While growing up in sunny Bellflower, Calif., Jeff Kent fulfilled his passion for outdoor adventure by surfing, dirt biking and playing baseball. However, no one sport took precedence over the other until Kent and his father shook hands to seal a bet - if Kent earned a college scholarship, his father would buy him a truck.
With his hitting prowess, Kent knew that baseball would help pay his way into college and win him the bet. But what he didn't know was that he would continue playing baseball well beyond his college years.
Three years after receiving the keys to a new truck and a baseball scholarship to the University of California in Berkeley, Kent was drafted into the major leagues in 1989 by the Toronto Blue Jays. For the next 17 years of his Major League Baseball (MLB) career as a second baseman, Kent proudly wore the uniforms of an additional four reputable teams - the New York Mets, San Francisco Giants, Houston Astros and the Los Angeles Dodgers. His seasons with each team earned him numerous awards, including four Silver Sluggers, five All-Stars and a National League Most Valuable Player. In addition to these elite awards, the right-handed batter and thrower holds the record as the all-time leader in home runs for a second baseman.
Kent retired from the MLB in 2008 and has since pursued other endeavors. For example, last year he honed in on his baseball reporting skills and became a sports commentator for the 2009 American Legion Baseball World Series in Fargo, N.D. His lively commentary was such a great addition to the game that he will once again be a voice for fans to listen to during the 2010 Legion World Series in Spokane, Wash.
While Kent prepares for his commentator role in August, The American Legion caught up with him to discuss his playing days.
Q: Did you have a special saying or routine to get you motivated before every game?A: If you can believe it, a power nap for me was the routine that I utilized to bring my level of concentration to its best level. The calming peace and quiet focus after a short shut-eye was the best game prep for me.
Q: Why did you take pride in your defensive over offensive play?A: I was always stereotyped throughout my career for being slow because of my size. I guess my entire career I tried to beat that label, unjustly placed upon me, and defense was where a player needed to be the quickest on his feet to make all the plays.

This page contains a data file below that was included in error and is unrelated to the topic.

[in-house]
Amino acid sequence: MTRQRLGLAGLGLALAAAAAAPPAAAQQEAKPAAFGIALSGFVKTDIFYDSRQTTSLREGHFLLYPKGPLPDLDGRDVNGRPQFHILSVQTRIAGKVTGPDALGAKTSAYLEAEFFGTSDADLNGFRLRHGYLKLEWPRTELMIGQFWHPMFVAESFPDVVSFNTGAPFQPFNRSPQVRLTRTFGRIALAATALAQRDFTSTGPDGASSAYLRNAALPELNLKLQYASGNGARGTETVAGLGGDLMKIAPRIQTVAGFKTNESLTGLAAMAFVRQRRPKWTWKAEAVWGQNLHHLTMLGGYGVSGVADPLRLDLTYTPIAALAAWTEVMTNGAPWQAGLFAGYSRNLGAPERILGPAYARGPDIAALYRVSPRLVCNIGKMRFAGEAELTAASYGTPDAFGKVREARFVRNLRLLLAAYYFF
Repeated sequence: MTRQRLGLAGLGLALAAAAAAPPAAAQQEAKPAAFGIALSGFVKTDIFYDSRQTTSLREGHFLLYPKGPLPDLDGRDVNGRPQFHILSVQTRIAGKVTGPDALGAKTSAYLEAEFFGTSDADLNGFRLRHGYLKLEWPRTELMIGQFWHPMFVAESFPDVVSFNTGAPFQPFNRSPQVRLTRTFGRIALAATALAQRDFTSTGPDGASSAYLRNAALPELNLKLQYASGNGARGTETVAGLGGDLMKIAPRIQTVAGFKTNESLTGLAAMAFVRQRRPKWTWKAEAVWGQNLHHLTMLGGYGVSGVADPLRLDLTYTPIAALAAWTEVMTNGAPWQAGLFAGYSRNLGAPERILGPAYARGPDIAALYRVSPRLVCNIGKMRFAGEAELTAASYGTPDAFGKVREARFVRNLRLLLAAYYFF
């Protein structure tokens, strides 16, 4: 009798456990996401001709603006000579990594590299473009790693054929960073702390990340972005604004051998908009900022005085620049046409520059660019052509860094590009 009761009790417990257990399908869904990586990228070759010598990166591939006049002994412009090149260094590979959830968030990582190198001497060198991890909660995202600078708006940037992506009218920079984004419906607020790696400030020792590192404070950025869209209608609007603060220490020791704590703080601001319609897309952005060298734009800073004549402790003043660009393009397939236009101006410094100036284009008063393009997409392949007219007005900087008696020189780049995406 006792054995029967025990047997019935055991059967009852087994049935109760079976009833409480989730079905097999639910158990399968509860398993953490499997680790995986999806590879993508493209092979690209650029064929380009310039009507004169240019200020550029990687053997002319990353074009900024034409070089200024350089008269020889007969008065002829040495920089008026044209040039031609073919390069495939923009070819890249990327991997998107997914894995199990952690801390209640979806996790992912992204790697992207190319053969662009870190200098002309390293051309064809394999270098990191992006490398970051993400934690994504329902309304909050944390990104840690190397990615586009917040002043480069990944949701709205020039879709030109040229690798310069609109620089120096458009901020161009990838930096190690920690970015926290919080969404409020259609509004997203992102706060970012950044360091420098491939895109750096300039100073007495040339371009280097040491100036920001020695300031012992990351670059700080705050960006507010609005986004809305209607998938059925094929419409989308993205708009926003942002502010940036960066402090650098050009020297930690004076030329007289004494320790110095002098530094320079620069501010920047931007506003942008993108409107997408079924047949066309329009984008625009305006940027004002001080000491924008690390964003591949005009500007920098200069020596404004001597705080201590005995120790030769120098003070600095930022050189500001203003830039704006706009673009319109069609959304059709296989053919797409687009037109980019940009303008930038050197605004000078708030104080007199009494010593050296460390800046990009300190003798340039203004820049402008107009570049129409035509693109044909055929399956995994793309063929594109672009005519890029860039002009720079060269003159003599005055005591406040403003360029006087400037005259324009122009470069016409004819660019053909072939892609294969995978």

Q: You are an all-time leader in home runs as a second baseman. What do you attribute your success to?A: You can never substitute for hard work. I took pride in keeping myself in the best physical shape I could be in, which allowed me to play for 17 years.
Q: Looking back on your professional career, do you have a favorite moment?A: It would be my 2002 season with the San Francisco Giants in game five of the World Series. We had just beaten the Angels in game five of the series at home, and the feeling at that moment was my most positive memory of my career. Little did I know that a few days later I would experience my greatest low when the Angels went on to beat us in game seven.
Q: What did you enjoy last year during The American Legion World Series that you look forward to this year?A: The kids playing with heart was the most impressive for me. Their skills are developing, but without playing with passion and intensity, it can be an empty game. I'm looking forward to seeing what matters to me in the game, and that's playing with your head and heart.
Q: What encouraging words do you have for Legion Baseball players who aspire to play professionally?A: American Legion Baseball was a stepping stone in my career, and I am thankful for it. Every opportunity a baseball player gets to develop his talent, it should be taken. Never forget that there is no shortcut to success. It takes desire, determination and a dedication to not allow anything to get in the way of that success. Good Luck.